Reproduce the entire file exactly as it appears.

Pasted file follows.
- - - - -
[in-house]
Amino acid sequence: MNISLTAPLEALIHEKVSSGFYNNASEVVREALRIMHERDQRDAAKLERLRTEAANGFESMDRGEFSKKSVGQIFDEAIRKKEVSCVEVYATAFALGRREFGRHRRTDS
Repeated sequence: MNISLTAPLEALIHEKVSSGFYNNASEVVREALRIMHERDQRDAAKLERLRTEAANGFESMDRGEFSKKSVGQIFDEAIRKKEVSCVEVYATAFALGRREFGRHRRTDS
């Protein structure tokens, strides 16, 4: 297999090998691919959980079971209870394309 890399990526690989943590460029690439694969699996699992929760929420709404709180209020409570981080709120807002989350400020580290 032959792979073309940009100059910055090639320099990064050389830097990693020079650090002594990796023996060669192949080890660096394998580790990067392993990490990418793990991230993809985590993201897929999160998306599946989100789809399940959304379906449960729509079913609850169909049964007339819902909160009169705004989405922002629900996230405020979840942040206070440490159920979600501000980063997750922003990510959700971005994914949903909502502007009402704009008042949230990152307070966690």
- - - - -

[in-house]
Amino acid sequence: MNISLTAPLEALIHEKVSSGFYNNASEVVREALRIMHERDQRDAAKLERLRTEAANGFESMDRGEFSKKSVGQIFDEAIRKKEVSCVEVYATAFALGRREFGRHRRTDS
Repeated sequence: MNISLTAPLEALIHEKVSSGFYNNASEVVREALRIMHERDQRDAAKLERLRTEAANGFESMDRGEFSKKSVGQIFDEAIRKKEVSCVEVYATAFALGRREFGRHRRTDS
């Protein structure tokens, strides 16, 4: 297999090998691919959980079971209870394309 890399990526690989943590460029690439694969699996699992929760929420709404709180209020409570981080709120807002989350400020580290 032959792979073309940009100059910055090639320099990064050389830097990693020079650090002594990796023996060669192949080890660096394998580790990067392993990490990418793990991230993809985590993201897929999160998306599946989100789809399940959304379906449960729509079913609850169909049964007339819902909160009169705004989405922002629900996230405020979840942040206070440490159920979600501000980063997750922003990510959700971005994914949903909502502007009402704009008042949230990152307070966690």